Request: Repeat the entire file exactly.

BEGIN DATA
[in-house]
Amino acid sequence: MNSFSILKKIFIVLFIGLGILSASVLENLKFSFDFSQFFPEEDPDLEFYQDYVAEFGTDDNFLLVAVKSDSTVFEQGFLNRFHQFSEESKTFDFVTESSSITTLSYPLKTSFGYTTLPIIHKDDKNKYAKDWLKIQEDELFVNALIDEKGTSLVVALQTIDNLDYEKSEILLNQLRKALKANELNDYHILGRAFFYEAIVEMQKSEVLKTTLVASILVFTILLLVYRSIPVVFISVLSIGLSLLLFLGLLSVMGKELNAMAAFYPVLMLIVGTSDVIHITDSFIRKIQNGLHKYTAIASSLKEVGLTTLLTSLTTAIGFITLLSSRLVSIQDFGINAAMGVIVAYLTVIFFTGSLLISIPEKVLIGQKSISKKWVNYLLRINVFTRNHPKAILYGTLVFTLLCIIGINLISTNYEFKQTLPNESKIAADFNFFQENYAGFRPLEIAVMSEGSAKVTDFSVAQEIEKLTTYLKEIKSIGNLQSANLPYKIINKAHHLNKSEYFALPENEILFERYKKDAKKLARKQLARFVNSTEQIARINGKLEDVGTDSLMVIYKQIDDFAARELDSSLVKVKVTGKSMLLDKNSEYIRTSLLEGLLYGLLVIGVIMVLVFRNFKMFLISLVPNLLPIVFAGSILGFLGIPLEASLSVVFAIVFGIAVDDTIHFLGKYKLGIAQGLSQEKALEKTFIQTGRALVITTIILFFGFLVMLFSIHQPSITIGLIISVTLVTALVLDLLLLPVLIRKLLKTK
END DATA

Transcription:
[in-house]
Amino acid sequence: MNSFSILKKIFIVLFIGLGILSASVLENLKFSFDFSQFFPEEDPDLEFYQDYVAEFGTDDNFLLVAVKSDSTVFEQGFLNRFHQFSEESKTFDFVTESSSITTLSYPLKTSFGYTTLPIIHKDDKNKYAKDWLKIQEDELFVNALIDEKGTSLVVALQTIDNLDYEKSEILLNQLRKALKANELNDYHILGRAFFYEAIVEMQKSEVLKTTLVASILVFTILLLVYRSIPVVFISVLSIGLSLLLFLGLLSVMGKELNAMAAFYPVLMLIVGTSDVIHITDSFIRKIQNGLHKYTAIASSLKEVGLTTLLTSLTTAIGFITLLSSRLVSIQDFGINAAMGVIVAYLTVIFFTGSLLISIPEKVLIGQKSISKKWVNYLLRINVFTRNHPKAILYGTLVFTLLCIIGINLISTNYEFKQTLPNESKIAADFNFFQENYAGFRPLEIAVMSEGSAKVTDFSVAQEIEKLTTYLKEIKSIGNLQSANLPYKIINKAHHLNKSEYFALPENEILFERYKKDAKKLARKQLARFVNSTEQIARINGKLEDVGTDSLMVIYKQIDDFAARELDSSLVKVKVTGKSMLLDKNSEYIRTSLLEGLLYGLLVIGVIMVLVFRNFKMFLISLVPNLLPIVFAGSILGFLGIPLEASLSVVFAIVFGIAVDDTIHFLGKYKLGIAQGLSQEKALEKTFIQTGRALVITTIILFFGFLVMLFSIHQPSITIGLIISVTLVTALVLDLLLLPVLIRKLLKTK